A White Family with a Black Slave… Not again!

Almeria Campbell as Justine

Lady Anne giving orders to Justine

 

I am really looking forward to Monday’s Blackboard… I’ve been around for the rehearsals of this fully staged reading and I feel as if Monday’s audience is definitely in for a wonderful presentation!

A white family has a black slave.  Not during the civil war… Now… and we have a black president… should that even matter?    While having a Black President does not mean that white families with black help have to get white or non-black help, it might make them look at the situation a little differently… especially after seeing this play.

Playwright, Amina Henry was examining Stockholm Syndrome.  I was not very familiar with Stockholm Syndrome, but according to Wikipedia,

“In cases where Stockholm syndrome has occurred, the captive is in a situation where the captor has stripped nearly all forms of independence and gained control of the victim’s life, as well as basic needs for survival. Some experts say that the hostage regresses to, perhaps, a state of infancy; the captive must cry for food, remain silent, and exist in an extreme state of dependence. In contrast, the perpetrator serves as a ‘mother’ figure protecting the ‘child’ from a threatening outside world, including law enforcement’s deadly weapons. The victim then begins a struggle for survival, both relying on and identifying with the captor. Possibly, hostages’ motivation to live outweighs their impulse to hate the person who created their dilemma.”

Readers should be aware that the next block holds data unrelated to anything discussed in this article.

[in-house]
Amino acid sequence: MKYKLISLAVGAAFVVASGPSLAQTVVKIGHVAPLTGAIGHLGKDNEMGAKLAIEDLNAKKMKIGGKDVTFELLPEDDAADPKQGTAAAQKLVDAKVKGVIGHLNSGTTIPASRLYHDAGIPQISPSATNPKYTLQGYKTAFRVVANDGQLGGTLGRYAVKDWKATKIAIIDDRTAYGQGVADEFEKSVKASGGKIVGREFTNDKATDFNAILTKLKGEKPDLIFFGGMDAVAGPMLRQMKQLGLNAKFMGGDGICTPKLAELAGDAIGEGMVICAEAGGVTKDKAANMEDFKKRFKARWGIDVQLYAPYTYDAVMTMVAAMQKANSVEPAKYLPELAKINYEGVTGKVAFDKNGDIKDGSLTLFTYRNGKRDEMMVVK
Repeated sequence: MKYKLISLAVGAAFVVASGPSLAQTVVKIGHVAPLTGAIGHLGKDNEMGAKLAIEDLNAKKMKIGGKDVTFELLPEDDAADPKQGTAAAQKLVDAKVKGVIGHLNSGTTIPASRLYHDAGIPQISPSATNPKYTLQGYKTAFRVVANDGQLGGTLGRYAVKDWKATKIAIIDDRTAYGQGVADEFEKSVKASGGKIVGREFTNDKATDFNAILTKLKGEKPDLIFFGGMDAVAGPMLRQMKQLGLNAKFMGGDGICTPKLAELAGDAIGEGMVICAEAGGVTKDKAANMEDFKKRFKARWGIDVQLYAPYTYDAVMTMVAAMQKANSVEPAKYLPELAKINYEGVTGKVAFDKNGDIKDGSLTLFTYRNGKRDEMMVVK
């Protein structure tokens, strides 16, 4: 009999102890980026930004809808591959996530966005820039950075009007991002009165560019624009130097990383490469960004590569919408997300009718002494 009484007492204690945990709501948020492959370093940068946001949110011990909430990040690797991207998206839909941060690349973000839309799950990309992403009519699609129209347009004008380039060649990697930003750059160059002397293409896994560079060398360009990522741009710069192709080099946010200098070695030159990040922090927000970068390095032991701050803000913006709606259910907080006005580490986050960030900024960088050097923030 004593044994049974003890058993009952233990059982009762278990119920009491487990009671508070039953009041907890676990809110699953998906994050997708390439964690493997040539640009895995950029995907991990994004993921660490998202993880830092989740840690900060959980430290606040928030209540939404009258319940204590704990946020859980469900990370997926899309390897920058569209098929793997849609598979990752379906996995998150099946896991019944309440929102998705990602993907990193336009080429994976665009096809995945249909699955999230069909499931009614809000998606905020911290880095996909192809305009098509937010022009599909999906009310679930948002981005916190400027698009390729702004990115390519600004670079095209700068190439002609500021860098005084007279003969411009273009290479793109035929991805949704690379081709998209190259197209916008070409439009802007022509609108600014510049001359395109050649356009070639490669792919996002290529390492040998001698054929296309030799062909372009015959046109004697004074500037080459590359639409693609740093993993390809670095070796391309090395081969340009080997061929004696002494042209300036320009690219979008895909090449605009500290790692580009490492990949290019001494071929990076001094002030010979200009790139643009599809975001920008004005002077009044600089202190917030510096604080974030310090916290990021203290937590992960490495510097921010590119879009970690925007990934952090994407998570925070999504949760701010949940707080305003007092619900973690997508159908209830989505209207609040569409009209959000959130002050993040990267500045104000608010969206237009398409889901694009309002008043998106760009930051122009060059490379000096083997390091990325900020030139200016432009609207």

So think about this through a racial lens, as Amina did – with a black female slave – white married couple …  An America Family Takes a Lover

See you Monday @ 7:30!

(RSVP: info@blackboardplays.com)

-Garlia


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About blackboardplays

Familiar with the collectives for poets and other Black writers that had been created over the years and slightly envious of that sense of community, I became curious about a similar place for playwrights. I wanted to see Black playwrights, actors and directors excited over each others work and supporting each other. I was longing for a “home” as a Black playwright and wanted to see other Black artists in that home, not to be exclusive, but because there was a void. I was also eager to find other Black playwrights who shared a passion for the craft of storytelling. The stories of the Black community are diverse and are often hidden behind the blockbuster stereotyped versions. The non-artistic Black community, not involved in the writing of these stories, is yearning to see themselves in our stories and it is apart of my life’s work to ensure that happens. the cell is any artists’ dream: a new space that supports you as you grow, committed to new work and the art. This allows the writer to focus on the craft - to focus on their story. Nancy Manocherian and Kira Simring welcomed this idea with open arms and instantly became apart of what we later called “Blackboard Reading Series”. Every reading will conclude a twenty minute talk-back with the audience. Dialogue with the community is essential to what we want to do with the series. As we grow, there may be more readings a month, play festivals and of course productions. We want to nurture and develop new black playwrights for this generation! Thank You! Garlia Cornelia Jones Founder, Blackboard Reading Series
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